Rea­sons all com­pa­nies should in­vest in tech

Tehran Times - - TECHNOLOGY -

Small busi­ness own­ers and startup dream­ers know the im­por­tance of tech­nol­ogy when it comes to com­mu­ni­cat­ing with cus­tomers, po­ten­tial clients, other busi­nesses and the en­tire world. Though it may seem over­whelm­ing to in­cor­po­rate deeper tech than Face­book, In­sta­gram or LinkedIn on a small busi­ness bud­get, it is pos­si­ble. And his­tor­i­cally, it’s proven cru­cial to the growth of a busi­ness, re­gard­less of shape or size, to in­vest in new tech­nol­ogy.

As the CEO and founder of an on­line de­vel­op­ment soft­ware com­mu­nity, I’ve devel­oped these three rea­sons all com­pa­nies should ded­i­cate some of their funds to soft­ware de­vel­op­ment and other tech tools:

Tech in­vest­ments are worth the (low) over­head

First and fore­most, it is im­por­tant to note that the im­ple­men­ta­tion of tech­nol­ogy does not have to be ex­pen­sive. Star­tups of­ten balk at the thought of spring­ing bud­get money on soft­ware de­vel­op­ment or other tech; how­ever, a Forbes ar­ti­cle, pro­vides a de­tailed break­down of the real cost of tech­nol­ogy when stacked up against other reg­u­lar busi­ness ex­penses. The find­ings demon­strated that of­fice space costs on av­er­age $2 per hour, a “knowl­edge worker” costs ap­prox­i­mately $60 per hour and tech­nol­ogy such as a high-end work­sta­tion (a more ad­vanced com­puter that al­lows a busi­ness to use high-tech so­lu­tions without lag or other tech­ni­cal is­sues) or new soft­ware de­vel­op­ment with a pro costs ex­po­nen­tially less at just $0.20 per hour. Though staff and the ap­pear­ance of the busi­ness space do in­flu­ence clien­tele, it’s worth it to pay cents on the hour for the tools that will al­low for greater reach to a broader au­di­ence.

Se­condly, for tech­nol­ogy to be cre­ated that will suit small busi­nesses and star­tups, and not just their big busi­ness coun­ter­parts, star­tups have to play a part in the in­vest­ment process. If a tech group such as a soft­ware de­vel­op­ment com­pany sees there is a mar­ket in the small busi­ness world for their of­fer­ings -- in­clud­ing soft­ware or app de­vel­op­ment, cod­ing, UX, web de­vel­op­ment and de­sign -- they will be more in­clined to cre­ate new and im­proved small busi­ness so­lu­tions.

Soft­ware de­vel­op­ment can im­prove busi­ness

Smart soft­ware has proven to take busi­nesses to the next level. It started in the ‘90s when com­pa­nies that have since as­cended to great heights were just em­bark­ing on their suc­cess jour­neys in search of al­go­rithms that would be able to take their ideas to the next level. And just like the soft­ware de­vel­op­ers who helped those en­trepreneurs launch their big ideas, soft­ware de­vel­op­ment com­pa­nies of to­day are look­ing for the next ad­vance in smart soft­ware and be­yond to turn a small busi­ness or startup into the next bil­lion-dol­lar project.

The im­pact of new tech­nol­ogy on busi­nesses can be gauged from the pop­u­lar­ity of cloud com­put­ing. Al­most 40% busi­nesses re­port bet­ter agility and re­spon­sive­ness af­ter they have de­ployed a cloud com­put­ing so­lu­tion, such as SaaS.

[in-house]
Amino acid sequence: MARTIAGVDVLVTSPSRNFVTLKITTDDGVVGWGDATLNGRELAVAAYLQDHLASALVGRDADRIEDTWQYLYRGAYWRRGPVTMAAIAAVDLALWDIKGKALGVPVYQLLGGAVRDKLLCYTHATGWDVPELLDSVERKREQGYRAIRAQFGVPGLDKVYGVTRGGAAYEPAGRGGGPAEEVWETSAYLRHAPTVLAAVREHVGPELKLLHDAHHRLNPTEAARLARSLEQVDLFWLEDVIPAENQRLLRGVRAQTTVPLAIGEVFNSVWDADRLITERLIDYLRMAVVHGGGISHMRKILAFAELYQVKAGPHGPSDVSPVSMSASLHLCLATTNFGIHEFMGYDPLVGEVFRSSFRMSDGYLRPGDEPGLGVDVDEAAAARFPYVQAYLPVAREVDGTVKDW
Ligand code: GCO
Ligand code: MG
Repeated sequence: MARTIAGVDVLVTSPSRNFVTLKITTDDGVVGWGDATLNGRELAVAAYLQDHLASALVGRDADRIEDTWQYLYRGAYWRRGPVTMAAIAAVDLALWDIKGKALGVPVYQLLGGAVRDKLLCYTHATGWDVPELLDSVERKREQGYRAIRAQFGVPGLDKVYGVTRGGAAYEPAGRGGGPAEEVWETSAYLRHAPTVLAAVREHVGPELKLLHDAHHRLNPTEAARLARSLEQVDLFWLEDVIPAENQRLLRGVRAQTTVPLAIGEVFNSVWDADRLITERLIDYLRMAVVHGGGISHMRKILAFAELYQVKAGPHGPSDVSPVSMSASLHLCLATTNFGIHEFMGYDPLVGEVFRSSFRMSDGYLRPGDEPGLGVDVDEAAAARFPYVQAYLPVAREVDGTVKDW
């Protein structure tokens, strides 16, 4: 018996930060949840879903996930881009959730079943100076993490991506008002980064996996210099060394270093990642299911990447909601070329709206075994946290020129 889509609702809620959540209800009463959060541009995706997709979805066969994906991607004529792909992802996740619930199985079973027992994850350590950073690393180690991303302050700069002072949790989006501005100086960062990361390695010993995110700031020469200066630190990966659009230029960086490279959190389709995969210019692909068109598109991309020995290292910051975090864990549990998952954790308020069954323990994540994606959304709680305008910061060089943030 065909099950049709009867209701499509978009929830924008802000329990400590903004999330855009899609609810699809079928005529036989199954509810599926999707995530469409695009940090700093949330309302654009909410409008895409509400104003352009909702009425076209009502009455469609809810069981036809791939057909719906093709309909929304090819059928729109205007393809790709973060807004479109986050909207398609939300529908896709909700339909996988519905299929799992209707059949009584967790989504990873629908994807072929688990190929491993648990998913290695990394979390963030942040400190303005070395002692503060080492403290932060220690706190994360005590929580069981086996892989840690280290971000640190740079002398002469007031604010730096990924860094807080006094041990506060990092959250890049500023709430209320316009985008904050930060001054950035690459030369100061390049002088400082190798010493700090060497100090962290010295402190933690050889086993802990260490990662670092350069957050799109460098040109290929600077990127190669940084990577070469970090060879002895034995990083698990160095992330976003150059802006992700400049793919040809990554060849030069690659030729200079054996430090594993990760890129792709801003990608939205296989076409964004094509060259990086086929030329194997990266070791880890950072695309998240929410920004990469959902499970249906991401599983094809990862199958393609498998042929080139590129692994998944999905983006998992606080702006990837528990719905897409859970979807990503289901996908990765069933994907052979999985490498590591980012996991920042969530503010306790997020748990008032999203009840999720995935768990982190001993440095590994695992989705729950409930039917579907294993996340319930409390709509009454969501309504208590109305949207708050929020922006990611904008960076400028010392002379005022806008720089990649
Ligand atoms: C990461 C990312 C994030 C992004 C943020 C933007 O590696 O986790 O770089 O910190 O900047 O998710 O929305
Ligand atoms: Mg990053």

As many soft­ware de­vel­op­ers know, the faces and brains be­hind the new­est star­tups are highly ed­u­cated in­di­vid­u­als who have grown up with tech­nol­ogy since they were able to hold a tablet in their hands, and they know how to dis­cover the next great soft­ware. Mil­len­ni­als want to work for them­selves, and they want to suc­ceed. Their in­vest­ments in the tech in­dus­try, among oth­ers, have prompted an in­dus­try first: Small busi­nesses have ac­cess to de­vel­op­ment, busi­ness soft­ware, apps and other prod­ucts that are even bet­ter than the va­ri­eties used by big cor­po­ra­tions from a cou­ple of decades ago.

Tech in­vest­ments can help cre­ate bet­ter in­ter­ac­tions with cus­tomers

Con­sider the case of chat­bots. They are a hit among the younger crowd, with 60% of mil­len­ni­als hav­ing in­ter­acted with a chat­bot at least once. In fact, 70% of those mil­len­ni­als re­ported pos­i­tively on their in­ter­ac­tion. It does not come as a sur­prise, then, that the chat­bot mar­ket is ex­pected to reach $1.23 bil­lion glob­ally by 2025. With ad­vance­ments in nat­u­ral lan­guage pro­cess­ing and the rise of voice as­sis­tants such as Ama­zon’s Alexa, chat­bots are able to pro­vide faster re­sponses to cus­tomer queries, thus en­abling bet­ter in­ter­ac­tions with cus­tomers.

There is also the case of so­cial me­dia en­abling bet­ter cus­tomer in­ter­ac­tions. Eighty-four per­cent of small busi­nesses in the U.S. use at least one so­cial me­dia plat­form to pro­vide in­for­ma­tion to cus­tomers, and 80% of small en­ter­prises use dig­i­tal tech­nol­ogy, such as in­stant mes­sag­ing apps, to com­mu­ni­cate with ven­dors and cus­tomers. As AI and ma­chine learn­ing tech­nol­ogy start to ma­ture, per­son­al­iza­tion in tech­nol­ogy can be ex­pected to be­come more com­mon­place as it be­comes more af­ford­able for small busi­nesses.

Busi­nesses that didn’t pay heed to the in­ter­net at the start of the 21st cen­tury had a hard time keep­ing up with the com­pe­ti­tion. The same holds true to­day when it comes to tech­nol­ogy. Whether you’re part of a startup or an es­tab­lished small busi­ness, you should al­ways be on the look­out for the next big in­no­va­tion -- not just to stay in the game but to build the next bil­lion-dol­lar busi­ness.

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